The #SVYALit Project Hangout: It’s the End of the World as We Know It with Ilsa J. Bick, Elizabeth Fama and Mindy McGinnis
Today as part of The #SVYALit Project we chatted with authors Elizabeth Fama (Monstrous Beauty, Plus One), Ilsa J. Bick (Ashes trilogy) and Mindy McGinnis (Not a Drop to Drink, In a Handful of Dust) about sexual violence in dystopian and post apocalyptic YA literature.
Some of the highlights of the conversation include:
Question 1: Do you think there are different challenges (easier/harder) in dealing with the issue of sexual violence or cultural misogyny in PA literature as opposed to contemporary.
Mindy McGinnis talked at length about some of the challenges she has had to NaDtD where men organize as a group and force women to barter sex for the goods they need to survive. But Elizabeth Fama reminds us that although this doesn’t necessarily happen in present day America, it does happen in other cultures around the world so it isn’t a far fetched idea of what happens when society breaks down so much as a reflection of what not only can but is happening.
Ilsa J. Bick spends time reminding us all that sexual violence is really about violence and power, it is a way for a person to assert their dominance over another person.
There was some very involved conversation about gender roles/norms and their part in sexual violence. This discussion also led to a discussion of whether or not our societal laws were the only things preventing many people from various forms of sexual violence. Mindy McGinnis talked about the need for their to be greater respect, particularly in terms of gender equality, to help curb the amount of sexual violence against women. The research tends to verify this need.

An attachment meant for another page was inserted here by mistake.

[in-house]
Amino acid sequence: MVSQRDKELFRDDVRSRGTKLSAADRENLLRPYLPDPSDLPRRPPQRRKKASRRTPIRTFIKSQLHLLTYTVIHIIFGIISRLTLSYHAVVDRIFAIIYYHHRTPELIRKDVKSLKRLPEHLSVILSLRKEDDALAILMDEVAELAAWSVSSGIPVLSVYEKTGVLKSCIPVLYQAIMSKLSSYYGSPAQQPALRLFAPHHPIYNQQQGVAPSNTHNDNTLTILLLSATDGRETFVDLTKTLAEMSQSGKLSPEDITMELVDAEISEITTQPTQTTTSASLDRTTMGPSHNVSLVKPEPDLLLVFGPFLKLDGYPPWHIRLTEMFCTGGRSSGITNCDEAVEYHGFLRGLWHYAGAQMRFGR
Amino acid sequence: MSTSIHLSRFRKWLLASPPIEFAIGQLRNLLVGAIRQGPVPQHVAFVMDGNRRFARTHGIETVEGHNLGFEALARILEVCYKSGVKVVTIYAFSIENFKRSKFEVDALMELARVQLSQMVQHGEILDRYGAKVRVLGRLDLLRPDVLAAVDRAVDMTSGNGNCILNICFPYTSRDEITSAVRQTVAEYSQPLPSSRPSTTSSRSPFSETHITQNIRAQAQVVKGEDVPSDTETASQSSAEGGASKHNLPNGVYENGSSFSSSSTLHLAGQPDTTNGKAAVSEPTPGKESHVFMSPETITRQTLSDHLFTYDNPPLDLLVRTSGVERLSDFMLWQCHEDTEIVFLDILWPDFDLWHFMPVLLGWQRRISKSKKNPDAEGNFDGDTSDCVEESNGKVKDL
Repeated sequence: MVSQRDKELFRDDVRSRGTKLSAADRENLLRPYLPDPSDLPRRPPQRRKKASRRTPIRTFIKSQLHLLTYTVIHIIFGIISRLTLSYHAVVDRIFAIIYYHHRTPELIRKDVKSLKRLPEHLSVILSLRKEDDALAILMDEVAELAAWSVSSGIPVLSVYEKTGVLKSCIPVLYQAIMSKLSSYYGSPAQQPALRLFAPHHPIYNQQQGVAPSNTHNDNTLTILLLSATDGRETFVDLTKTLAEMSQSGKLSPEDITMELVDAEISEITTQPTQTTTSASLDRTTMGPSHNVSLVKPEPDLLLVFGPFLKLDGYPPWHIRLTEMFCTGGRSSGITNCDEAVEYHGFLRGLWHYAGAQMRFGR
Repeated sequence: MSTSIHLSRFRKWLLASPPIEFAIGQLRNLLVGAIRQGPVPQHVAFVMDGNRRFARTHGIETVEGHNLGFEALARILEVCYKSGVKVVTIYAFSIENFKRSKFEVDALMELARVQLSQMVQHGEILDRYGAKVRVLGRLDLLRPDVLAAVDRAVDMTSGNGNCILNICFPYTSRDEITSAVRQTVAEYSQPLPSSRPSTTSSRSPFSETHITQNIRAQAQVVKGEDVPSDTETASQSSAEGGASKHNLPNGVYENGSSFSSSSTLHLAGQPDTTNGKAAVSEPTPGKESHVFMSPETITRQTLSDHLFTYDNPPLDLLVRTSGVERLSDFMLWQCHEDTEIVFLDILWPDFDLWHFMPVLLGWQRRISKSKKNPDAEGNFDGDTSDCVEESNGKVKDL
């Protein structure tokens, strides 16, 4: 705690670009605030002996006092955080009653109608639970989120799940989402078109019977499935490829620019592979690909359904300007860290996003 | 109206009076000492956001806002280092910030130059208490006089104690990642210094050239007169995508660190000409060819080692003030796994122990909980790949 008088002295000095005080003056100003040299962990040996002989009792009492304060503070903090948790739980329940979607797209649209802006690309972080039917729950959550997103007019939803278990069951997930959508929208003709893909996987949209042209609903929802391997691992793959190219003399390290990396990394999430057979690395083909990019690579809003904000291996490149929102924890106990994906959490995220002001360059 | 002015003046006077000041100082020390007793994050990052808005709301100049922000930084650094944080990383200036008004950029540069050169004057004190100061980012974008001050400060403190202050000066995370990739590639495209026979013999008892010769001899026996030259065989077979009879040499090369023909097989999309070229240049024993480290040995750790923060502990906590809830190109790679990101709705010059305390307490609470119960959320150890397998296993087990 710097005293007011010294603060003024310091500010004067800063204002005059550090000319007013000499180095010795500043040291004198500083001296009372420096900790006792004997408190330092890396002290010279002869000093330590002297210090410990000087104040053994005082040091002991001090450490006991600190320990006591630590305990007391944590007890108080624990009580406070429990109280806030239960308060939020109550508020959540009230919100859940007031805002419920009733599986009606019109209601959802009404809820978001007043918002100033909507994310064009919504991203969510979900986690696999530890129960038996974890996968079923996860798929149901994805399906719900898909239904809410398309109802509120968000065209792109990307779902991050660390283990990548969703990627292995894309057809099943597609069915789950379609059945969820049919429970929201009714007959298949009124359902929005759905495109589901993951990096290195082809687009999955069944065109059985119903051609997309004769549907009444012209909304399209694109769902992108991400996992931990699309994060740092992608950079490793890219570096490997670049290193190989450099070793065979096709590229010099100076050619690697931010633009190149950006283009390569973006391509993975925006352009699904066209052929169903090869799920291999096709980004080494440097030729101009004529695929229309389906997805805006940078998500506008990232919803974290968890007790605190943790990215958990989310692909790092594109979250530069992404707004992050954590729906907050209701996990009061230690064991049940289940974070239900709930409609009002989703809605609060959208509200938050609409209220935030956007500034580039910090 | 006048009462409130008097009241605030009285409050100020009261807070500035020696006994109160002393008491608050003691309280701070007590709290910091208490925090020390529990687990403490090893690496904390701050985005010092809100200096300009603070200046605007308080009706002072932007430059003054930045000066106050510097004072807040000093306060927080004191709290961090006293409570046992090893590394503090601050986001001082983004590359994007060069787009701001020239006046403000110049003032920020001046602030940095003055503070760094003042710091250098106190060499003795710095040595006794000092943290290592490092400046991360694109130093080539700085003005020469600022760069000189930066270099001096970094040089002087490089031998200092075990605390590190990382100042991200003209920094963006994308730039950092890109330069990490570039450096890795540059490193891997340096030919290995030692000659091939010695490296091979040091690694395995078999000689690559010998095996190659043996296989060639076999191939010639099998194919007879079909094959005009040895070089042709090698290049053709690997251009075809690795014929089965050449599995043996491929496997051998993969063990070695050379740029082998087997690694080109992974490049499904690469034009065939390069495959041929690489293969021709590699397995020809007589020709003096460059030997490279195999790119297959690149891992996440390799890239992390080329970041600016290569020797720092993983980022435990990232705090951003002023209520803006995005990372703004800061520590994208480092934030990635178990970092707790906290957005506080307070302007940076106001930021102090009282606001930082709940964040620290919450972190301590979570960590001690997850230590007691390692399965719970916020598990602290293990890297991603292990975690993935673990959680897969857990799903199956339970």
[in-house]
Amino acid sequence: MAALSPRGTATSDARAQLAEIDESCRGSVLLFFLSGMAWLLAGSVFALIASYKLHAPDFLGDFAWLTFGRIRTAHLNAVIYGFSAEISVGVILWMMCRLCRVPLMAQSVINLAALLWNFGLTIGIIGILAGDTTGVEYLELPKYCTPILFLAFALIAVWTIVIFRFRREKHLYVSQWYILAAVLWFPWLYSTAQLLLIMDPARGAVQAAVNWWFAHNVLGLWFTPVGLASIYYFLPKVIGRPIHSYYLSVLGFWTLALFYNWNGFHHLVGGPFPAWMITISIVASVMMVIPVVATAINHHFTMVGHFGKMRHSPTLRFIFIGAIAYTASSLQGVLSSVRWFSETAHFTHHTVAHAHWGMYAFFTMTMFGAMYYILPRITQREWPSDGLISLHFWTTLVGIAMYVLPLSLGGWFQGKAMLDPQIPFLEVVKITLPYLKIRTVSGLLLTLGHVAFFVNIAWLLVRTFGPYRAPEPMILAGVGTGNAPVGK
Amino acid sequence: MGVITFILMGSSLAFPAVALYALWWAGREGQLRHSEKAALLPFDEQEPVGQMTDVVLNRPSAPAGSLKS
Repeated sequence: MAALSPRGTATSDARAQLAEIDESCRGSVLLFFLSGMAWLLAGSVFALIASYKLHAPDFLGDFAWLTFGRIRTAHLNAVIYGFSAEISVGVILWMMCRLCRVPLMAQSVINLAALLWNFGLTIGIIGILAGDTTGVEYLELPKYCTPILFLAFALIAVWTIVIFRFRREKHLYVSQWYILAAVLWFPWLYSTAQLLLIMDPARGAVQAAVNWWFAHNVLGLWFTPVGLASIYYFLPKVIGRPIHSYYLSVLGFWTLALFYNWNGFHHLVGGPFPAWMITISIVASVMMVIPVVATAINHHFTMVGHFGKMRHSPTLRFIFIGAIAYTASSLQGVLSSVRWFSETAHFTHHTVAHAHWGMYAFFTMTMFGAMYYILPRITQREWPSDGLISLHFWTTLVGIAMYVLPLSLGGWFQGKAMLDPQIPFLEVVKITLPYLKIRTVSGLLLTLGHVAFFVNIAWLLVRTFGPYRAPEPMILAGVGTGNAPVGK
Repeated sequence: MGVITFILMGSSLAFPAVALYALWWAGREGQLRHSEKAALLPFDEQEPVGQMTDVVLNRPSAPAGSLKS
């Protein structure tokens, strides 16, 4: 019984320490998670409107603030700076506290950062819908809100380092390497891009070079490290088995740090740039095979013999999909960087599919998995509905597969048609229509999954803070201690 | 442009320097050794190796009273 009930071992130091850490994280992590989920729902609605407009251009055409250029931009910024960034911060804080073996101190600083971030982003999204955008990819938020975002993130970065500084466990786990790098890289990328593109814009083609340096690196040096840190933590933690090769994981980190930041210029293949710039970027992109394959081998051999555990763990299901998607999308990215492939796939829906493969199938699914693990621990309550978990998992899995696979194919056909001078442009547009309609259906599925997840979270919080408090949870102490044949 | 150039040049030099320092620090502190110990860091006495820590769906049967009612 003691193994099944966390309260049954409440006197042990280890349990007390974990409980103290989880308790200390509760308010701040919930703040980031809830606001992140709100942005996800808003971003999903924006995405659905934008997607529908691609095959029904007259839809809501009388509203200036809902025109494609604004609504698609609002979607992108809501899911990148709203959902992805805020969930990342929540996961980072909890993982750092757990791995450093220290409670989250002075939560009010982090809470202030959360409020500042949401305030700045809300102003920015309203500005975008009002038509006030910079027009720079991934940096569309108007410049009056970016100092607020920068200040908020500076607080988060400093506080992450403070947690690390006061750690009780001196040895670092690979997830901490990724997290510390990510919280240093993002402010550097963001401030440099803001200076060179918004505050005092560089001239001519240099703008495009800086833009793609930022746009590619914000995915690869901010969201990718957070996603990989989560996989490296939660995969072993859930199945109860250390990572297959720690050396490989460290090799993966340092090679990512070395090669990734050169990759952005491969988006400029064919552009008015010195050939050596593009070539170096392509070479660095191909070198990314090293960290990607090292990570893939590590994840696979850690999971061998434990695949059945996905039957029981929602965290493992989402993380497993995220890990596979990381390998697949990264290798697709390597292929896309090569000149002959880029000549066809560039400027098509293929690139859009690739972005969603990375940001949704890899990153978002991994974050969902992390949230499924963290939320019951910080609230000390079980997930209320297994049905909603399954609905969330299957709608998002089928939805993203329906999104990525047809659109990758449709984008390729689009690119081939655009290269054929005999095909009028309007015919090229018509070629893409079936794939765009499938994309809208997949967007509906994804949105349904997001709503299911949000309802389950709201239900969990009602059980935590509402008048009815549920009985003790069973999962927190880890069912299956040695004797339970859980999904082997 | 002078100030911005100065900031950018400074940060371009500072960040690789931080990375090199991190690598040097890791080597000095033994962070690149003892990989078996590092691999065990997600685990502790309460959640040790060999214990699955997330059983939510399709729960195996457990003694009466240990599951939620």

However, as Ilsa reminds us, woman can be and often are sexual offenders and men can be and often are the victims of sexual crimes.
Question 2: Elizabeth Fama asks if writers use sexual violence in a post apocalyptic world as short hand for this world is evil.
Elizabeth talks about the idea that sexual violence is a spectrum and how every woman she knows has received some type of unwanted sexual contact. She tells the story of how her first experience occurred at the age of 10 when a man pinched her on the posterior. She states that she thinks that when you consider the whole spectrum of sexual violence, the statistics are probably much higher than we currently believe. Again, the research tends to bear witness to this as well.
Question 3: We were asked to consider what we can learn about sexual violence from the point of view of the victim/survivor.
Mindy McGinnis spoke at length about one of the characters in her book who was already gang raped once and chooses to take her own life as opposed to be taken hostage by a group of men whom she knows will rape her again.
Ilsa J. Bick then takes a moment to remind us all that there is no one way – and no right way – for the victim of any type of violence to process what happens to them. This is something YA literature can do, remind us all that not everyone handles their trauma the same.
Throughout the conversation it was emphasized repeatedly that anyone can be the victim of sexual violence; sexual violence happens to people of every gender, every sexual orientation, every age, and whether or not the fit conventional standards of what is consider “attractive” by their current culture.
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About Karen Jensen, MLS
Karen Jensen has been a Teen Services Librarian for almost 30 years. She created TLT in 2011 and is the co-editor of The Whole Library Handbook: Teen Services with Heather Booth (ALA Editions, 2014).
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